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Marginal Propensity to Save: Formula & Relationship to MPC

Marginal Propensity to Save: Formula & Relationship to MPC
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  • 0:00 Marginal Property to Save
  • 0:42 Foundational Definitions
  • 1:22 Graph, Examples, &…
  • 2:42 Determining Factors
  • 3:54 Lesson Summary
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Lesson Transcript
Instructor: Brianna Whiting
In this lesson we will learn what happens when we receive extra income. Specifically, we will look at marginal propensity to save and the formula used to calculate it. The lesson will end with a summary and a quiz to test your knowledge.

Marginal Property to Save

Have you ever wondered what you might do with a big bonus? What would you buy? Would you save any of it? Many of us rely on a paycheck that pretty much falls within the same range each time. This helps us plan what we will do with our paychecks, such as paying bills, and helps us to develop a budget.

But, suppose one month you look at your paycheck and notice you got a $500 bonus! What you do next with that money is the focus of this lesson. You see, if you decide to save any portion of it, then that portion is known as marginal propensity to save (MPS). In this lesson we will learn more about this term and gain a better understanding of how to calculate MPS.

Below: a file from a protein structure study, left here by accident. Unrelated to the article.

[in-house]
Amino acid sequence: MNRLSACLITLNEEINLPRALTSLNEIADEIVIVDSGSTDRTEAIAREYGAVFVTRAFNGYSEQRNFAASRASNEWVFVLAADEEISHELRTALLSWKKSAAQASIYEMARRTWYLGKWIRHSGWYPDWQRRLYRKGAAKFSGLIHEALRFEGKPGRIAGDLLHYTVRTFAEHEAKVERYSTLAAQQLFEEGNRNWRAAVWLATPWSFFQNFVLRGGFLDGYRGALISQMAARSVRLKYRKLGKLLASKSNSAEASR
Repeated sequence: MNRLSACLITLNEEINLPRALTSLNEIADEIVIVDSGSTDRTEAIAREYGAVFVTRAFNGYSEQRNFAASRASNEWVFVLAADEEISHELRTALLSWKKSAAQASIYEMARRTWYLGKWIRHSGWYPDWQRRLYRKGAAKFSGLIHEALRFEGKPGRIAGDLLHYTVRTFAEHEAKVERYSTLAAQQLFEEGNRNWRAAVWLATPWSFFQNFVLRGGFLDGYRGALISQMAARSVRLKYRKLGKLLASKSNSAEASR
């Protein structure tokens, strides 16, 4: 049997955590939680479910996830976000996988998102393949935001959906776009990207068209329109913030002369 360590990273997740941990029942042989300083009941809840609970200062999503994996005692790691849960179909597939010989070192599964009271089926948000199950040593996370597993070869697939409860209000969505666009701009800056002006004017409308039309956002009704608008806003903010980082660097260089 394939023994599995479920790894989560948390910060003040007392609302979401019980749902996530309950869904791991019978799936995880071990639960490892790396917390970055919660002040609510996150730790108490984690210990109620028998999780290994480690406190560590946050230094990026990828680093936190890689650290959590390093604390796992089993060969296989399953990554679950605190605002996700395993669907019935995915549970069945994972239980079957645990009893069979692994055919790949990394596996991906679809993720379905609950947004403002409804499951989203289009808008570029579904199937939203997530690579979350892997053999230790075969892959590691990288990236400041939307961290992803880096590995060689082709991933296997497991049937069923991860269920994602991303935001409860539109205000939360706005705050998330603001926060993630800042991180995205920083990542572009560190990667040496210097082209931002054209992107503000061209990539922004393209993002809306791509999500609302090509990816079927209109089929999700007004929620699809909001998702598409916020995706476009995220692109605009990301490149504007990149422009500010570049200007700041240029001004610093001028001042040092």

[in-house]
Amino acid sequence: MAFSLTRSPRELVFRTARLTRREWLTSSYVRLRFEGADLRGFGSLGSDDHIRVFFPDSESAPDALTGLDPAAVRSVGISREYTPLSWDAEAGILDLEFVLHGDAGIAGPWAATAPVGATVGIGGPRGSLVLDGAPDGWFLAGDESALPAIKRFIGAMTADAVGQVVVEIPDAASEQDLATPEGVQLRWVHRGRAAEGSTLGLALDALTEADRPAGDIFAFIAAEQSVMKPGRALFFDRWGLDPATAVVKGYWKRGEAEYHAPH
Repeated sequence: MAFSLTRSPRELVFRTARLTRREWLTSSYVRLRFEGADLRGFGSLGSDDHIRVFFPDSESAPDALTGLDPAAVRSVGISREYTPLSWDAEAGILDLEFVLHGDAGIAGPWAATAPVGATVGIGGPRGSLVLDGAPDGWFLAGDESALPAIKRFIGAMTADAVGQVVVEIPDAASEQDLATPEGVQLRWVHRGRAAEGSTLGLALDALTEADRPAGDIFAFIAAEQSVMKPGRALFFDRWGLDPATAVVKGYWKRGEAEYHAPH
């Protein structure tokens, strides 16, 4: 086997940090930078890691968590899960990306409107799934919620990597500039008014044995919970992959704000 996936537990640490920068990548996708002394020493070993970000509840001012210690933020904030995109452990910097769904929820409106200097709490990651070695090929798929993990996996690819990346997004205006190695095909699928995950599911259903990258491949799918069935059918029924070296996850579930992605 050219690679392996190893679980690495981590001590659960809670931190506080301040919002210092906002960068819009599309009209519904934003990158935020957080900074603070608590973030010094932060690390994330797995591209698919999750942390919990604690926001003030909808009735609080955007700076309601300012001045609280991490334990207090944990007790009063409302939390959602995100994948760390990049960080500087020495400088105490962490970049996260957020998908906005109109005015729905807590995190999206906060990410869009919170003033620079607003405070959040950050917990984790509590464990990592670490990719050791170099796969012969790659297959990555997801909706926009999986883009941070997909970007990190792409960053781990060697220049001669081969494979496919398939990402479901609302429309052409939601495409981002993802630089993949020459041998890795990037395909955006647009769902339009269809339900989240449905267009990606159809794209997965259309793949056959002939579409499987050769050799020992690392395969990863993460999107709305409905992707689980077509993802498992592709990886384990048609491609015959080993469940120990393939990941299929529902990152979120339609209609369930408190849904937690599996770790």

Foundational Definitions

Before we go any further, let's take a moment to learn some basic definitions. First, there is marginal propensity to save, which is the portion of disposable income that is saved instead of used to purchase goods and services. Disposable income is the money we have after taxes that we can choose to spend or save. Basically, if you receive extra money, that amount that you put in your savings account would be defined as your marginal propensity to save.

Marginal propensity to consume is the exact opposite, as it is the portion of extra money that is consumed on goods and services. It is the money that you decide not to save and instead use to perhaps purchase a new jacket you have been eyeing.

Graph, Examples, & Calculations

Here is a graph that shows the slope of the line when illustrating MPS. As you will notice, the more income an individual has, the more likely they are to save. We'll soon discuss why that happens.

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We know that the marginal propensity to save is the amount of extra money we decide to save instead of using to consume goods and services, but how do we calculate this? Let's take a look at the formula and an example to help further explain MPS.

Let's imagine that your company gave all employees a $700 Christmas bonus. After a short discussion with your spouse, you decide that you need a new dishwasher, which will cost $500. The other $200 you decide to put into your savings account. Using this information, let's calculate MPS, the marginal propensity to save.

MPS = change in saving / change in income

MPS = $200 / $700 = .29

Now, suppose you want to figure out what the portion is that you decided to spend on your new dishwasher. This is known as the marginal propensity to consume (MPC) and is calculated as follows:

MPC = change in consumption / change in income

MPC = $500 / $700 = .71

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